Bedside gatherings at a Canadian euthanasia are normally an adults-only affair. But one doctor suggests that young children would benefit from becoming involved.
In a blog entry at a University of British Columbia site, Dr Susan Woolhouse, who has been involved in some 70 “assisted deaths”, says “My past experiences during my palliative care rotations reassured me that children could benefit from bearing witness to a loved one’s death. Why would MAID be any different?”
She gives some tips about how to explain the process of dying to young children:
Assuming that children are given honest, compassionate and non-judgmental information about MAID, there is no reason to think that witnessing a medically assisted death cannot be integrate as a normal part of the end of life journey for their loved one. If the adults surrounding them normalize MAID, so will the children.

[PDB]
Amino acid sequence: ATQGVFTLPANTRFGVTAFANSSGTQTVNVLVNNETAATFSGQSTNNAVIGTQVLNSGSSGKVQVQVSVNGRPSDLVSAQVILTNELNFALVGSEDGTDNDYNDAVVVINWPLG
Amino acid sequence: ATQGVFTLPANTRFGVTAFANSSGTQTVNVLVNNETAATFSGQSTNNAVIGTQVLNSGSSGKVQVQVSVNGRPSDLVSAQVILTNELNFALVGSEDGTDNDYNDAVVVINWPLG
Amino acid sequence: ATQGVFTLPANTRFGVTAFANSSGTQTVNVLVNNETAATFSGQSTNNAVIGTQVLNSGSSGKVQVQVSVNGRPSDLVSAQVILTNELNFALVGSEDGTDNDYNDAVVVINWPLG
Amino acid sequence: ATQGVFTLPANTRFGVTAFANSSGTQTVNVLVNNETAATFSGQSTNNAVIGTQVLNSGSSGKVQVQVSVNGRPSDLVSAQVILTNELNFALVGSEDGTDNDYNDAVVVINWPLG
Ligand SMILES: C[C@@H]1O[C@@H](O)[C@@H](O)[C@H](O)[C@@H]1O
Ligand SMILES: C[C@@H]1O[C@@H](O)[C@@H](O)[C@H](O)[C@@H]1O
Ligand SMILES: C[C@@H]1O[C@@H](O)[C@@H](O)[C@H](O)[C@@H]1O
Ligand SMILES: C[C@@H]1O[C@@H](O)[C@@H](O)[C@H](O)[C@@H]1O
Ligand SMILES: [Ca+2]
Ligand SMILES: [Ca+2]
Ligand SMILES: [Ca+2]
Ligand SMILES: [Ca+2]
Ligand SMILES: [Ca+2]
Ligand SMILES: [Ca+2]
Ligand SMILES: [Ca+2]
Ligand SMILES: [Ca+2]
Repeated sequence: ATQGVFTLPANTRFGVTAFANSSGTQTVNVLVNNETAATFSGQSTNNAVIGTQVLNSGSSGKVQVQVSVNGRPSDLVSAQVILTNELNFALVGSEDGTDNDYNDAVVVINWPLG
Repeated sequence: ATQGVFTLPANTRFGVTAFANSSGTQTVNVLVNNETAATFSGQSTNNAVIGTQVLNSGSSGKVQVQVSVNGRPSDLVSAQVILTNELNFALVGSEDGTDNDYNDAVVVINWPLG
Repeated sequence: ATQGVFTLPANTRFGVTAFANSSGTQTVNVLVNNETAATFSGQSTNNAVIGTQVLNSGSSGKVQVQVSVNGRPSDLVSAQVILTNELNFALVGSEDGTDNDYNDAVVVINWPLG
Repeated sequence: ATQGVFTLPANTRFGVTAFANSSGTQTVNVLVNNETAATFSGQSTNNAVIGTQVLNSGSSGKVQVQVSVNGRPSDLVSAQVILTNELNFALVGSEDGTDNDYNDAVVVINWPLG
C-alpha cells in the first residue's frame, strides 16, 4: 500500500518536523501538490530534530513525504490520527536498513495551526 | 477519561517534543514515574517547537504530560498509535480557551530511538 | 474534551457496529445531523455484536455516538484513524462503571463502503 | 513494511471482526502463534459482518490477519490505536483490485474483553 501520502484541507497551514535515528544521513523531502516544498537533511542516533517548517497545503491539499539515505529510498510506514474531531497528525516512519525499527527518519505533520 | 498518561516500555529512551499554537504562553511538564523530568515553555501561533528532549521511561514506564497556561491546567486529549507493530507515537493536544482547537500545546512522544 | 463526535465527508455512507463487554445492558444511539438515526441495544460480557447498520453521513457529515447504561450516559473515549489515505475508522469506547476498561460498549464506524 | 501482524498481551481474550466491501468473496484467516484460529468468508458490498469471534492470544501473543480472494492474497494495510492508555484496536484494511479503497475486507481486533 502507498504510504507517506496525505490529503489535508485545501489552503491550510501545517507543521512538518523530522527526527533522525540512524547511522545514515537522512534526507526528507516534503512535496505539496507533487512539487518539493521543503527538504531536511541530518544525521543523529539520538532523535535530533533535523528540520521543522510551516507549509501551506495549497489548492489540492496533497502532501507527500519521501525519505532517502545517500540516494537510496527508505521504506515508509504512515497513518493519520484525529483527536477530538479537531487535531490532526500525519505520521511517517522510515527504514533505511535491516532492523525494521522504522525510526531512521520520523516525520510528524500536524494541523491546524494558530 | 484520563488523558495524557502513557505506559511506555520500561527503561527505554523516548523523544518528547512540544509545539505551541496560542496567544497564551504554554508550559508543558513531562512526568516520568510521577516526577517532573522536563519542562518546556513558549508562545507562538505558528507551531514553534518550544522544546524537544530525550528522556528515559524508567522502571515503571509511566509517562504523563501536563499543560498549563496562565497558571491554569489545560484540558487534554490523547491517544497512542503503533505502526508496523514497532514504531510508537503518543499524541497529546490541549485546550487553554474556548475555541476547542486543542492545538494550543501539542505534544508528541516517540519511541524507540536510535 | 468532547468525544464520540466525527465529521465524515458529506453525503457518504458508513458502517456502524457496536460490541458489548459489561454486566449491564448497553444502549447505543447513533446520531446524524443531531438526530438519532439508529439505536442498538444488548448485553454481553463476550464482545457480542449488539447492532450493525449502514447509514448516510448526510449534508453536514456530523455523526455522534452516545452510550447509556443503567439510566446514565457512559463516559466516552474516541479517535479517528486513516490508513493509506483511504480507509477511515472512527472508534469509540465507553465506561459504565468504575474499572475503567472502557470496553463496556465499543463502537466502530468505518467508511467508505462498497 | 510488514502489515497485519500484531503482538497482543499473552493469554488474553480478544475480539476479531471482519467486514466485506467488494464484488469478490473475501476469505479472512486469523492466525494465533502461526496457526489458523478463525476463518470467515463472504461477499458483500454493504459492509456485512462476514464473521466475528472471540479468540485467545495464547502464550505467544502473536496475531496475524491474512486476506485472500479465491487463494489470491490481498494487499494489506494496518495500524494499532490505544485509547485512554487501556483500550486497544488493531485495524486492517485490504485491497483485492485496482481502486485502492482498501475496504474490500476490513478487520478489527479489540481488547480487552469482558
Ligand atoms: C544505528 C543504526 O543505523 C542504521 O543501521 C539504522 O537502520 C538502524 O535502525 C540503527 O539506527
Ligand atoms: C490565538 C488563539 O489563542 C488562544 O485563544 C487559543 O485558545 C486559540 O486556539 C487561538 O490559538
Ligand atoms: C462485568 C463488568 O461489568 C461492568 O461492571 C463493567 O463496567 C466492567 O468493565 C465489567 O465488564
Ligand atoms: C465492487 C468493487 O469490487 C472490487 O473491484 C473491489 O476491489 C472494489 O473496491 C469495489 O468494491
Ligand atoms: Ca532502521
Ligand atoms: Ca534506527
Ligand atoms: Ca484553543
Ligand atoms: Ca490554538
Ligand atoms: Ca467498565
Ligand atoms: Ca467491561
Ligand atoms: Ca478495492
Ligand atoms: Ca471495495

“These conversations can easily be had with children as young as 4,” she says.
Michael Cook is editor of BioEdge
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